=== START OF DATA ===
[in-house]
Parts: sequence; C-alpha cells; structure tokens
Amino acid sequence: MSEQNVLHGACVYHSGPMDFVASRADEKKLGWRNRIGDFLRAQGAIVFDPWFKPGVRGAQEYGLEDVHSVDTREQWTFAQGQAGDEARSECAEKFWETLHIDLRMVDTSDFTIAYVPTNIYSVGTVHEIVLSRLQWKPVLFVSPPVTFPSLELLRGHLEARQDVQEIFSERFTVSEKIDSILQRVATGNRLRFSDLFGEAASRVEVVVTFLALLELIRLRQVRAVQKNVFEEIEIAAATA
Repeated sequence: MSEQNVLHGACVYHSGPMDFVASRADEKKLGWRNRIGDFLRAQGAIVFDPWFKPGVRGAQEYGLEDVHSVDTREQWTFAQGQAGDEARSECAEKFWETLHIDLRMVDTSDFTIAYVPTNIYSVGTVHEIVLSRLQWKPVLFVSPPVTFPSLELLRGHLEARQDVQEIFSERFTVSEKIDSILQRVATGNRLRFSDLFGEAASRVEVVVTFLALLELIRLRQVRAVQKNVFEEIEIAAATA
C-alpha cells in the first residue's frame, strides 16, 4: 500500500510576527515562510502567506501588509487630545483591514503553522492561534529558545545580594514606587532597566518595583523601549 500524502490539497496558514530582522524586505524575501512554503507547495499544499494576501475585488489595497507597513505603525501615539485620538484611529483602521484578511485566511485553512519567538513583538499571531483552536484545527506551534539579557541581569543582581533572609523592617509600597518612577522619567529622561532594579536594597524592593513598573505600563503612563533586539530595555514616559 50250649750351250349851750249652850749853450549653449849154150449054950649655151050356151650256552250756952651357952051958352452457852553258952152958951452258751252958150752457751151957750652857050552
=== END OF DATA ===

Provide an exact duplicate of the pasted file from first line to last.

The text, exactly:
[in-house]
Parts: sequence; C-alpha cells; structure tokens
Amino acid sequence: MSEQNVLHGACVYHSGPMDFVASRADEKKLGWRNRIGDFLRAQGAIVFDPWFKPGVRGAQEYGLEDVHSVDTREQWTFAQGQAGDEARSECAEKFWETLHIDLRMVDTSDFTIAYVPTNIYSVGTVHEIVLSRLQWKPVLFVSPPVTFPSLELLRGHLEARQDVQEIFSERFTVSEKIDSILQRVATGNRLRFSDLFGEAASRVEVVVTFLALLELIRLRQVRAVQKNVFEEIEIAAATA
Repeated sequence: MSEQNVLHGACVYHSGPMDFVASRADEKKLGWRNRIGDFLRAQGAIVFDPWFKPGVRGAQEYGLEDVHSVDTREQWTFAQGQAGDEARSECAEKFWETLHIDLRMVDTSDFTIAYVPTNIYSVGTVHEIVLSRLQWKPVLFVSPPVTFPSLELLRGHLEARQDVQEIFSERFTVSEKIDSILQRVATGNRLRFSDLFGEAASRVEVVVTFLALLELIRLRQVRAVQKNVFEEIEIAAATA
C-alpha cells in the first residue's frame, strides 16, 4: 500500500510576527515562510502567506501588509487630545483591514503553522492561534529558545545580594514606587532597566518595583523601549 500524502490539497496558514530582522524586505524575501512554503507547495499544499494576501475585488489595497507597513505603525501615539485620538484611529483602521484578511485566511485553512519567538513583538499571531483552536484545527506551534539579557541581569543582581533572609523592617509600597518612577522619567529622561532594579536594597524592593513598573505600563503612563533586539530595555514616559 50250649750351250349851750249652850749853450549653449849154150449054950649655151050356151650256552250756952651357952051958352452457852553258952152958951452258751252958150752457751151957750652857050552